Facts and Data

Official Unesco Page
Takht-i-Bahi (Pakistan Travel Web)

Basis Data:
Unesco World heritage since: 1980
Size of heritage:

Longitude: 71,946°
Latitude: 34,321°


The Buddhist monastic complex of Takht-i-Bahi (Throne of Origins) was founded in the early 1st century. Owing to its location on the crest of a high hill, it escaped successive invasions and is still exceptionally well preserved. Nearby are the ruins of Sahr-i-Bahlol, a small fortified city dating from the same period.

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The Buddhist Ruins of Takht-i-Bahi and Neighbouring City Remains at Sahr-i-Bahlol, located in the North West Frontier Province of Pakistan, is a UNESCO World Heritage site that holds immense historical and cultural significance. This site showcases the remnants of an ancient Buddhist monastery complex and the remains of a nearby city, providing a glimpse into the rich Buddhist heritage of the region.


The Buddhist Ruins of Takht-i-Bahi date back to the 1st century CE when Buddhism flourished in the Gandhara region. The monastery complex was built on a hilltop, strategically positioned to overlook the surrounding landscape. It served as a center for Buddhist learning and meditation, attracting scholars and monks from far and wide. The monastery complex at Takht-i-Bahi was expanded and renovated over the centuries, reaching its peak during the 2nd and 7th centuries CE. It became a thriving hub of Buddhist culture, art, and education. The nearby city of Sahr-i-Bahlol, believed to be the residential area for the monastery's inhabitants, also flourished during this period.


The architectural style of the Buddhist Ruins of Takht-i-Bahi reflects a fusion of Greek, Roman, Persian, and Indian influences, known as Gandhara art. The complex consists of various structures, including prayer halls, stupas, monastic cells, courtyards, and a main stupa at the highest point. The buildings are constructed using local stone and exhibit intricate carvings and sculptures depicting Buddhist motifs and narratives. The layout of the monastery complex follows a hierarchical arrangement, with the main stupa at the center and the monastic cells surrounding it. The prayer halls, adorned with beautiful sculptures, were used for communal worship and meditation. The monastic cells provided living quarters for the monks, while the courtyards served as communal spaces for socializing and educational activities.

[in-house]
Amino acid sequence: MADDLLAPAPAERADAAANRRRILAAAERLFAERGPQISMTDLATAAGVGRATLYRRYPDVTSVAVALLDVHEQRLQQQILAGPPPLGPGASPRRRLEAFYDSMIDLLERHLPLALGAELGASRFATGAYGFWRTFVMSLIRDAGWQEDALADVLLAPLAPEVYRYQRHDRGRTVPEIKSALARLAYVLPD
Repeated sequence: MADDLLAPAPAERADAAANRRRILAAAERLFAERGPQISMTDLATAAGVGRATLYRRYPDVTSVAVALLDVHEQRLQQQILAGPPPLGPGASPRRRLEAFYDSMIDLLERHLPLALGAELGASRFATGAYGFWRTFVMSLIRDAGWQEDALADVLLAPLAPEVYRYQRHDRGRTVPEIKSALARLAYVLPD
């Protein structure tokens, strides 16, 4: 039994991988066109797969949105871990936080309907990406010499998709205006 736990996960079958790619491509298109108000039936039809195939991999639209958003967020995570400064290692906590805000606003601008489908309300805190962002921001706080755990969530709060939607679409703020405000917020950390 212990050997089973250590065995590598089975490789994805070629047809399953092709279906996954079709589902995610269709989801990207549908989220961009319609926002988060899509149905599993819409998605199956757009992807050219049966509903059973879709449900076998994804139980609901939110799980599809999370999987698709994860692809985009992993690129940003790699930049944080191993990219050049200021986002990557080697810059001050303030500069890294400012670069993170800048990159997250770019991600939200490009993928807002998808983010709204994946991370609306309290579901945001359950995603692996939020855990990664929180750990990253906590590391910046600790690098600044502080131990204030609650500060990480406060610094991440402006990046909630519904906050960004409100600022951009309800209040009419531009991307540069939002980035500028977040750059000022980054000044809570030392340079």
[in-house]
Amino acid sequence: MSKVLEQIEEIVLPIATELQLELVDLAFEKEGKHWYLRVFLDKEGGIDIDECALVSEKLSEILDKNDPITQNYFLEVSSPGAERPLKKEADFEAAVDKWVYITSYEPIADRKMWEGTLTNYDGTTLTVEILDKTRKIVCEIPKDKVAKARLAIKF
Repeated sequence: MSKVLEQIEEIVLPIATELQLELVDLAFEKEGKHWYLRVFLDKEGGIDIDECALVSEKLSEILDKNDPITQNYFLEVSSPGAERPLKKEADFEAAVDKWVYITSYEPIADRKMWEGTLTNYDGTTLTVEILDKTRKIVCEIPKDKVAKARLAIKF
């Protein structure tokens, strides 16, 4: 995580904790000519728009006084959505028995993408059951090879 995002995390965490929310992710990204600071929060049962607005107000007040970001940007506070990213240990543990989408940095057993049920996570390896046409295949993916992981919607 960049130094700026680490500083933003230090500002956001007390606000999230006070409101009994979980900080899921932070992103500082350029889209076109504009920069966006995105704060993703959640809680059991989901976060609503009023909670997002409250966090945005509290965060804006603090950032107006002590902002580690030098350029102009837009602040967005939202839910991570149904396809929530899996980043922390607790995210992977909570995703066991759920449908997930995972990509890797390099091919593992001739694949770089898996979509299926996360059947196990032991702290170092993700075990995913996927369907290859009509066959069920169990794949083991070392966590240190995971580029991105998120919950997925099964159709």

Current State

The Buddhist Ruins of Takht-i-Bahi and Neighbouring City Remains at Sahr-i-Bahlol have faced various challenges over the centuries, including natural disasters and human activities. However, extensive conservation efforts have been undertaken to preserve and protect this invaluable heritage site. Today, visitors can explore the well-preserved ruins of Takht-i-Bahi and Sahr-i-Bahlol, gaining insights into the ancient Buddhist civilization that once thrived in the region. The site offers a serene and contemplative atmosphere, allowing visitors to connect with the spiritual and cultural heritage of the past. The UNESCO World Heritage designation has played a crucial role in raising awareness about the significance of this site and attracting both local and international tourists. Efforts are ongoing to improve visitor facilities and promote sustainable tourism in the area. In conclusion, the Buddhist Ruins of Takht-i-Bahi and Neighbouring City Remains at Sahr-i-Bahlol in Pakistan's North West Frontier Province stand as a testament to the rich Buddhist heritage of the region. With its remarkable architecture and historical significance, this UNESCO World Heritage site continues to captivate visitors, offering a glimpse into the ancient Buddhist civilization that once thrived in this part of the world.